When you consider large marine mammals, you see a highly evolved organism, supremely attuned to their environment. Dolphins, for example, are efficient and deadly hunters. They travel and live in complicated social and familial relationships. They have evolved for survival in harsh oceanic environments all over the world. In order to do so, dolphins have developed refined survival mechanisms, with hyper attention to their environment.
I have always imagined that dolphins, like most animals I have encountered, would be vigilantly attentive to their surroundings, assessing all threats at all times, near and far.
But maybe, as Bill Murray’s character Steve Zissou laments in The Life Aquatic, dolphins are not quite the thing. He muses (as two dolphins swim by his observation bubble): “They’re supposedly very intelligent…although I’ve never seen any evidence of it.”
The only reason I raise the issue, tongue in cheek, is because I was paddling back toward Newport Harbor one time, a mile or so from the harbor mouth, when I saw a small pod of bottlenose dolphins. They were four of them, and they were swimming very slowly. They were about 100 yards to my left and heading in roughly the same direction as me.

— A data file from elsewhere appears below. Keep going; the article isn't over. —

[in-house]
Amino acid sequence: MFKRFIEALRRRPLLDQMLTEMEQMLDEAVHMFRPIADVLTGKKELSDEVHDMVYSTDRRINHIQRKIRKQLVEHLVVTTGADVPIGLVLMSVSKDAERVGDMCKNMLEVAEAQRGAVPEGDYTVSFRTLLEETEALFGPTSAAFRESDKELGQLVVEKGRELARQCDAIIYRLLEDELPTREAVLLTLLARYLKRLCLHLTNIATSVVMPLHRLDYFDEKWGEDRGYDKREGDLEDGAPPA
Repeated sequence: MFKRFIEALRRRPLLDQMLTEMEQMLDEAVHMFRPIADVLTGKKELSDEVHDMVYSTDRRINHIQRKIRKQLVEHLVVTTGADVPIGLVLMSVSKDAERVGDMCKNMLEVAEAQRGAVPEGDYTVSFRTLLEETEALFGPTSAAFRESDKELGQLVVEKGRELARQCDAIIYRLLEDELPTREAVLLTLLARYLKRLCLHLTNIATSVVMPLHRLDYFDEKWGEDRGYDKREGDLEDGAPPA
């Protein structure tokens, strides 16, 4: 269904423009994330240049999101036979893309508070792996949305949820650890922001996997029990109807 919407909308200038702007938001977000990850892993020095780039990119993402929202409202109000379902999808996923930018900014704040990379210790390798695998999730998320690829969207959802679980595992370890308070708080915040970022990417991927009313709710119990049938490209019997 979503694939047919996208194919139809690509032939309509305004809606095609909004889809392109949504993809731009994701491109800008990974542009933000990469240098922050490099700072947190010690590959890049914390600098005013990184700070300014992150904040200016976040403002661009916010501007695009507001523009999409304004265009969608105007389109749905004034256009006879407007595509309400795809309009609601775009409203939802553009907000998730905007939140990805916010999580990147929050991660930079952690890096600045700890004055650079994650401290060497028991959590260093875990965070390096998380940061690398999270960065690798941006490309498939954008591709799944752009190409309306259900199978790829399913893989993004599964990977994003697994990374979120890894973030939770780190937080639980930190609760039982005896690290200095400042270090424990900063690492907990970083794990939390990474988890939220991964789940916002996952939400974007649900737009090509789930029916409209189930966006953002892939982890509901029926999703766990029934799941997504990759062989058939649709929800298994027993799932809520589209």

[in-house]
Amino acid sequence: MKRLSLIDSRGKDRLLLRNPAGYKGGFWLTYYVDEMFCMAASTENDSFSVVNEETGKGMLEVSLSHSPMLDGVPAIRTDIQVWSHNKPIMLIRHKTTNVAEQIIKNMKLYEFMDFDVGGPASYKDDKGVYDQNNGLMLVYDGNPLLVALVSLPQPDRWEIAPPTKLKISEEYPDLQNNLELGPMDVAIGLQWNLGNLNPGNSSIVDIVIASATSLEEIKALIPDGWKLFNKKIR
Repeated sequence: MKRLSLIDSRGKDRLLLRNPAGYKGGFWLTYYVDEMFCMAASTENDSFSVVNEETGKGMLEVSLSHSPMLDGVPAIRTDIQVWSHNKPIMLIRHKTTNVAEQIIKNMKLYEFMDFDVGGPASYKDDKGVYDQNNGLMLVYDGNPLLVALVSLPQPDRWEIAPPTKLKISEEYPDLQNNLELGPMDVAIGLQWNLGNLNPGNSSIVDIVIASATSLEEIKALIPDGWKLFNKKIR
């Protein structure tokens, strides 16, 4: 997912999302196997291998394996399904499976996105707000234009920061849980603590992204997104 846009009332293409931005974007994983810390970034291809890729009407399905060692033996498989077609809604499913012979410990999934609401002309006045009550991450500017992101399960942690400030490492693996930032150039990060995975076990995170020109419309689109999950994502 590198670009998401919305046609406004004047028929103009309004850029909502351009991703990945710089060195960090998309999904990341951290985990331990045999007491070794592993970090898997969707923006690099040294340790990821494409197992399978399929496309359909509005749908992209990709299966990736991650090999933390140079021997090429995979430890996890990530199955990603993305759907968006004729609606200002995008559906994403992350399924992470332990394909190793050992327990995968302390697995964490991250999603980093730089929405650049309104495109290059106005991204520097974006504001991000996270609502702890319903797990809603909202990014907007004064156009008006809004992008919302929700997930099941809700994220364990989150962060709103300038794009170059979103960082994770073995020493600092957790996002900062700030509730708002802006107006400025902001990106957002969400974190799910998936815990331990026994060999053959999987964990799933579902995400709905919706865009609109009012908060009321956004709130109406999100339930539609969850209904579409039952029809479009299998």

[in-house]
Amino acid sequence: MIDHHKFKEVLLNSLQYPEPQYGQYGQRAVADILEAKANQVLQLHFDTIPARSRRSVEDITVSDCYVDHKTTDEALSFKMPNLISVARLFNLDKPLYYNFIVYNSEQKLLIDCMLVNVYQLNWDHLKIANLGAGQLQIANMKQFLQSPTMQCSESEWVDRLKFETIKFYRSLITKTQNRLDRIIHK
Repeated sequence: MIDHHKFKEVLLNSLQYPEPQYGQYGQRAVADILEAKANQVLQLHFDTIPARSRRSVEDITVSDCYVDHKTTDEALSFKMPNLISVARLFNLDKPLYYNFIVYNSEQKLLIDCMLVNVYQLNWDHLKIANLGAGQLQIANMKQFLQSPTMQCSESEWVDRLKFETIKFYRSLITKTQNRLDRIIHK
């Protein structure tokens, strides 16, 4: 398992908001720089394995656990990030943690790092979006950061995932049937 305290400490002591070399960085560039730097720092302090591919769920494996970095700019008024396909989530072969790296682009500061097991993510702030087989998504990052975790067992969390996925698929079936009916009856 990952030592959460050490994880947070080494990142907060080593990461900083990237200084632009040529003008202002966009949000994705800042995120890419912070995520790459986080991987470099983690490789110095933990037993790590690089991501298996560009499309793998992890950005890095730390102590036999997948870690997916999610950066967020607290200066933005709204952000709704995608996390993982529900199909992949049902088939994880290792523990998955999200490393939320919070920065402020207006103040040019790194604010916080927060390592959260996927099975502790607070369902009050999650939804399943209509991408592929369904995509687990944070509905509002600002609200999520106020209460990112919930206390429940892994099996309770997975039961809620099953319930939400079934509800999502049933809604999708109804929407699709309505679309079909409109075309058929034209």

I paddled toward them to get a closer look and saw they were a family. One of them was a baby and it was adorable. They continued on, swimming slowly toward me. I expected that at any moment, they would hear me and acknowledge my presence in some way. After all, my board makes some noise as it slaps on swells from time to time, and my paddle too makes a little noise. But there was no reaction at all from them.
We drew closer and closer. I finally stopped paddling and just watched them, as they swam directly at me, apparently oblivious. They went under the surface, swam under my board just a couple feet from my feet, and then one of them surfaced directly under my board, lifting the nose of my board up in the air and nearly toppling me off the board. When the dolphin hit my board, it was completely surprised. It freaked out, jumped, splashed me with a thumping powerful stroke of its tail, and they were all gone. It surprised me too. I laughed out loud, happy to have stayed upright, and said sorry to them.
I had scared the dolphin like I sometimes scare my daughter when I hide in the hallway and jump out at her to chase her around the house. Before this happened, I would not have imagined that was possible, but evidently, dolphins are not the all-seeing, all knowing vigilant terminators of the ocean that I imagined. You can sneak up on them and scare the crap out of them without even trying, which I guess makes them more like us than I thought.